Lynn: High expectations should aid Eagles in quest for 2nd straight NCCAA title
By Murray Evans
PANAMA CITY BEACH, Fla. (Oct. 20, 2013) – A year later, the magnitude of Oklahoma Christian’s win at the National Christian College Athletic Association Championship still boggles the mind.
Rarely does any golf team, no matter how talented, win any tournament by 52 shots – much less one with a national title at stake. If the Eagles weren’t already being targeted by fellow NCCAA squads, they certainly will be after that performance. And OC coach David Lynn, whose team returns to The Hombre Golf Club as one of the favorites for this year’s NCCAA tournament that starts Monday, is OK with that.
“We do have an advantage because we go in with the expectation for ourselves to do well,” Lynn said. “I think any time that you have a winning attitude and create those kinds of expectations – not just created by the coach, but by the team themselves – that’s an advantage.
“I think that our program creates that with the success we’ve had in the past, but especially at that golf course in the tournament last year. … You can’t put a price on that mental advantage. I definitely think other schools know our reputation and that precedes us when we go into a tournament.”
The Eagles will be paired with Union (Tenn.) and Southern Wesleyan (S.C.) in the first round and will tee off on the par-72, 6,410-yard PGA Tour Q-School course at 11:40 a.m.
Last year’s OC team set NCCAA records for low score (838) and margin of victory and almost unfathomably placed all five players among the top eight, meaning every OC player earned All-America honors.
Two of those players are back this year to lead the Eagles this year – sophomore Sam Johnston and senior Alasdair Dalgliesh, who tied for second in 2012 behind now-departed teammate Vilhelm Bogstrand. The experienced gained by Dalgliesh and Johnston at The Hombre last year should prove invaluable, Lynn said.
“Sam and Ali will have an advantage, having played the golf course for three competitive rounds already,” Lynn said. “The experience and the success they had last year, that will be an advantage for them.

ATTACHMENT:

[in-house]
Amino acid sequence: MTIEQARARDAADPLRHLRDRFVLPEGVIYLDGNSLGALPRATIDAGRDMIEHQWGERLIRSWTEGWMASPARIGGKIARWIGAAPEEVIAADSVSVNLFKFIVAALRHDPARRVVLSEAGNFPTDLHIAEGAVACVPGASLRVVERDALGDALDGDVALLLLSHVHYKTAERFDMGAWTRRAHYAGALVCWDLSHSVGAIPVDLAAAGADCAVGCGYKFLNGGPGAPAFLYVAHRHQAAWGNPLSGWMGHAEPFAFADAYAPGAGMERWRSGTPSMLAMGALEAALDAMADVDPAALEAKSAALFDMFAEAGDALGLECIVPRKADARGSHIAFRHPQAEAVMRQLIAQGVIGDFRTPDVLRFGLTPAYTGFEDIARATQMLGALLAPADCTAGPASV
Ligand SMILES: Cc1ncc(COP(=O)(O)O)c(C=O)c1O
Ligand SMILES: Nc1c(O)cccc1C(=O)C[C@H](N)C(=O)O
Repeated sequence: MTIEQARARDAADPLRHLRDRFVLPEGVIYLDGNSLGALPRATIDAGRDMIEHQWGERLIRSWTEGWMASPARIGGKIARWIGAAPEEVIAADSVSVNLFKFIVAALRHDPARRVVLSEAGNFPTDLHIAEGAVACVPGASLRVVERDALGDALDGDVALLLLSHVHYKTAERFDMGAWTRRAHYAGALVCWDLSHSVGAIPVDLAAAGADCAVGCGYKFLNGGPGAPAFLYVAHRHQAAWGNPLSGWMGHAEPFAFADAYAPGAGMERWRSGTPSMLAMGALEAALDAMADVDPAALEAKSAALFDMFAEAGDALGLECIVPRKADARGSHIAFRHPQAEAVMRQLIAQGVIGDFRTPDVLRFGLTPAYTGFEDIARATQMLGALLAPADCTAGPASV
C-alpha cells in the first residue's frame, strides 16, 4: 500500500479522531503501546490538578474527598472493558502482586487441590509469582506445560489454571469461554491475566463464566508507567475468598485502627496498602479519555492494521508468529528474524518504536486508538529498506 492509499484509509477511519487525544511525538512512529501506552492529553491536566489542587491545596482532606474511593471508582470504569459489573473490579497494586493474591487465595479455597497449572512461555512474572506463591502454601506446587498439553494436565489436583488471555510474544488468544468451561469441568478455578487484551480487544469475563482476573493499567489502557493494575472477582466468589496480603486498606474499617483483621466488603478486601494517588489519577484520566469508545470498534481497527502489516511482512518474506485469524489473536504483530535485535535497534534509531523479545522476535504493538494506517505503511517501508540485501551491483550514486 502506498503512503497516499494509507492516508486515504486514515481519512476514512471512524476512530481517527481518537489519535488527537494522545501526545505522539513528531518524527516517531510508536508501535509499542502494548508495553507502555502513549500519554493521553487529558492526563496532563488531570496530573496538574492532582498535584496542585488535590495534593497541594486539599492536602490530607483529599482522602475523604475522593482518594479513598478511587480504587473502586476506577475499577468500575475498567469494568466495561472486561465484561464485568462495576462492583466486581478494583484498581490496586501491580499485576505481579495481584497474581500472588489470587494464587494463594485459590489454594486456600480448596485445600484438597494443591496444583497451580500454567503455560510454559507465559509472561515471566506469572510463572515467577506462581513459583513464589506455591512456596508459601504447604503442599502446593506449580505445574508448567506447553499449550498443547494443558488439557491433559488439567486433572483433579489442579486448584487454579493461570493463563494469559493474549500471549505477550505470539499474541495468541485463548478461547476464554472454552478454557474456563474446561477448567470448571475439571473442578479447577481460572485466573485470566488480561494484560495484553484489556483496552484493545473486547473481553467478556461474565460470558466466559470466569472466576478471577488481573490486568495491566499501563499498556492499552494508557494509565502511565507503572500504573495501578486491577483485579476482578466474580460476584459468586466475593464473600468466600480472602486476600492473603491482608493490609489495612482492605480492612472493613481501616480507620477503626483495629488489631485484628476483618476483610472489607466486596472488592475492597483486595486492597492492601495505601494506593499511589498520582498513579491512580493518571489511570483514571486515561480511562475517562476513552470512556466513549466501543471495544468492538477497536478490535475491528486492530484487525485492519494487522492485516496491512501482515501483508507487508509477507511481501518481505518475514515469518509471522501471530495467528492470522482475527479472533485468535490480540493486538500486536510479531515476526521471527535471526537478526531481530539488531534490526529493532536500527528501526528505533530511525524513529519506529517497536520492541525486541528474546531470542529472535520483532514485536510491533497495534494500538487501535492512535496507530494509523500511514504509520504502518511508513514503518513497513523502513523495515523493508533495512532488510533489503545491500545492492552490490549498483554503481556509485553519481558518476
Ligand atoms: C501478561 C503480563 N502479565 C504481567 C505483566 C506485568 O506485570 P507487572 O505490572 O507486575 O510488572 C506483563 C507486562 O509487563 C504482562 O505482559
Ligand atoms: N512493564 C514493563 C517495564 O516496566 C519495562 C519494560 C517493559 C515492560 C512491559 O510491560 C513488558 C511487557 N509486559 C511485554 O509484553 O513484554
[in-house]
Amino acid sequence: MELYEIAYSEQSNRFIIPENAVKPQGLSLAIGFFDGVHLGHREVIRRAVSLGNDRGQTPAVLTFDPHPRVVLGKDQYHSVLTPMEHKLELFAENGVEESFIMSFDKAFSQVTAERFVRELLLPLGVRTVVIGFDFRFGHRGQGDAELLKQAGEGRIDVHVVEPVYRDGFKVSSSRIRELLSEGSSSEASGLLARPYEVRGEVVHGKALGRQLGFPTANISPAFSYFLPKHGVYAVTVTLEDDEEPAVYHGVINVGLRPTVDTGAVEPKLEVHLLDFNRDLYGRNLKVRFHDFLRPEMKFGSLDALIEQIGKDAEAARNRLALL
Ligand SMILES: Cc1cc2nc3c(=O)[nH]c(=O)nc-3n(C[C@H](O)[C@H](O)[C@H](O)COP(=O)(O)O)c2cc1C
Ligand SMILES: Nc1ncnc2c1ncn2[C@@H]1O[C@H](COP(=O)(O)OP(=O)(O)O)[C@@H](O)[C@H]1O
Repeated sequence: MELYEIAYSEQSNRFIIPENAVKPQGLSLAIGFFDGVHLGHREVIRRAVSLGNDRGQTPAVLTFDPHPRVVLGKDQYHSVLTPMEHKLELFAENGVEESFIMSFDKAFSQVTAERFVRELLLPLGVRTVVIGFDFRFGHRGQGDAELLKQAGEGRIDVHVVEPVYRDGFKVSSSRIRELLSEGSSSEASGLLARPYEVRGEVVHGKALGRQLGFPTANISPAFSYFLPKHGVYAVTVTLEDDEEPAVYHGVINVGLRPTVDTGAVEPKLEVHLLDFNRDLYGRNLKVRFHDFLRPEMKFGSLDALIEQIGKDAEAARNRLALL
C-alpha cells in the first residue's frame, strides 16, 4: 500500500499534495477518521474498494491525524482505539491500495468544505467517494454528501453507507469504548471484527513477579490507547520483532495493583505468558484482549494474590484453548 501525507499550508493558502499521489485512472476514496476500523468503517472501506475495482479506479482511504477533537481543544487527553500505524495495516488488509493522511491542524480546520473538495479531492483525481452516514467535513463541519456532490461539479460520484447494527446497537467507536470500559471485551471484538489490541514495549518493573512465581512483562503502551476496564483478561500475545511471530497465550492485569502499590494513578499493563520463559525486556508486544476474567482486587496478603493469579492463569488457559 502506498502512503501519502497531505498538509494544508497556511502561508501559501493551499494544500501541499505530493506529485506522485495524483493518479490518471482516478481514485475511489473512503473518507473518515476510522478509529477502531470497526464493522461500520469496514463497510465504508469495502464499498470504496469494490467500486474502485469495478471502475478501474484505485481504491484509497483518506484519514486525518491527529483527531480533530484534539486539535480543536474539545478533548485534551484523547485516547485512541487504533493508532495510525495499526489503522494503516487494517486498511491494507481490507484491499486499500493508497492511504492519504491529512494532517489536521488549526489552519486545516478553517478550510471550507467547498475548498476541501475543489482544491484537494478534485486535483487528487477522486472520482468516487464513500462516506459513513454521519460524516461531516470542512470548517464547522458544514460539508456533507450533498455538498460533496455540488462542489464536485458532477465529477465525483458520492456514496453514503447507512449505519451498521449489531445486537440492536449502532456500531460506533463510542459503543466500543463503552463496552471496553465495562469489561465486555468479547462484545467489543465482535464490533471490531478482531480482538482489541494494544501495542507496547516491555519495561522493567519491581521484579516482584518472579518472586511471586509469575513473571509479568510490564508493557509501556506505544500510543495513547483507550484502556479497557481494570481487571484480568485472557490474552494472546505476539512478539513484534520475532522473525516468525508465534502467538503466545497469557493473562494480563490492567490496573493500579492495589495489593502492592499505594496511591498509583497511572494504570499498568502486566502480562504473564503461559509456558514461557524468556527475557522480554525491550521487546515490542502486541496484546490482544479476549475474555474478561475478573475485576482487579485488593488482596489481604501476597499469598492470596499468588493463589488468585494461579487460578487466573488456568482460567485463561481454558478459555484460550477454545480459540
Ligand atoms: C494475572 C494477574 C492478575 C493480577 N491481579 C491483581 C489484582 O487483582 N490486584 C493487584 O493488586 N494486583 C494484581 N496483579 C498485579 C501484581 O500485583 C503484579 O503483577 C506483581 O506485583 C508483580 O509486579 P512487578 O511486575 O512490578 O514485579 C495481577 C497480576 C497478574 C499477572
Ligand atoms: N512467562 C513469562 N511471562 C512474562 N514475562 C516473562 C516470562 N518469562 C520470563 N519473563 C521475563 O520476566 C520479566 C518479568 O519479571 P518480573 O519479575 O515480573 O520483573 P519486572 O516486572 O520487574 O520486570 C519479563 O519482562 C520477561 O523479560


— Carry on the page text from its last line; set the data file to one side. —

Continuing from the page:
The steady Johnston, who also earned NCAA Division II All-America second-team honors during the 2012-13 academic year, has had another strong fall season for OC. He captured medalist honors at the Western New Mexico Intercollegiate in Goodyear, Ariz., and recorded two other top-10 finishes.
He was named NCCAA student-athlete of the week after the win in Arizona and has a stroke average of 71.09, ranking him 12th among Division II players.
Dalgliesh seems to have regained the form that made him a two-time individual winner as a sophomore. In the Eagles’ last event, he led them to a second-place finish in what otherwise was an all-NCAA Division I field in the Bill Ross Intercollegiate in Overland Park, Kan., tying for medalist honors. His stroke average is 71.18, 14th-best in Division II.
But the Eagles, who won two of their four tournaments this fall and have finished no worse than third in any event, are more than a two-man squad. The success of the team has been, in good part, due to the consistent performance of three players – senior Johnny Ellis and juniors Trey Payne and Taylor Williams – who have stepped into starting roles after spending much of their careers outside the Eagles’ top five.
Ellis earned NCCAA student-athlete of the week honors after a top-10 finish at the Ryan Palmer Foundation Invitational in Amarillo, Texas, and posted another top-10 effort in the Bill Ross Intercollegiate. He’s become a solid No. 3 player for the Eagles, one who now is contending for tournament titles.
“Every week he’s playing well,” Lynn said. “He’s been a very nice surprise this semester. I knew he had it inside of him. He’s relaxed out there. He’s playing like a fifth-year senior should.”
Payne and Williams also have shown flashes of brilliance. Williams finished tied for sixth in the season-opening Newman Fall Invitational in Wichita, Kan., while Payne posted a top-20 outing in the same event. Both have shot under-par rounds this fall.
“I think Trey and Taylor know what they need to do,” Lynn said. “I don’t think either of those guys sees himself as a perennial four- or five-man on a team. They both see themselves as guys who can win tournaments and they have won tournaments, maybe not at the college level, but they have won tournaments in their careers. … We need them to play like that.”
The Eagles were ranked No. 18 in the latest Division II coaches’ poll. Three other teams that received votes in that poll figure to be OC’s primary competition this week – Heartland Conference rival Dallas Baptist (Texas), Lee (Tenn.) and Colorado Christian. The Eagles own a pair of wins over Colorado Christian this fall but haven’t seen DBU or Lee.
The rest of the 18-team field will consist of Bethel (Ind.), Cedarville (Ohio), Central Baptist (Ark.), Covenant (Ga.), Emmanuel (Ga.), Indiana Wesleyan, McMurry (Texas), Mid-America Christian, North Greenville (S.C.), Oklahoma Wesleyan, Shorter (Ga.), Southern Wesleyan, Southwestern Christian and Union, last year’s national runner-up.
“I know the field is better this year,” Lynn said. “But the bottom line is that the golf course is tough enough that you’re playing against the golf course. You need to keep the ball in play. You need to hit those tiny greens and stay away from the huge misses on this golf course. We went in last year with that game plan and executed it perfectly and that’s why we were successful. If we can execute it again this year, we’ll definitely have a good chance to shoot some good scores and be successful.”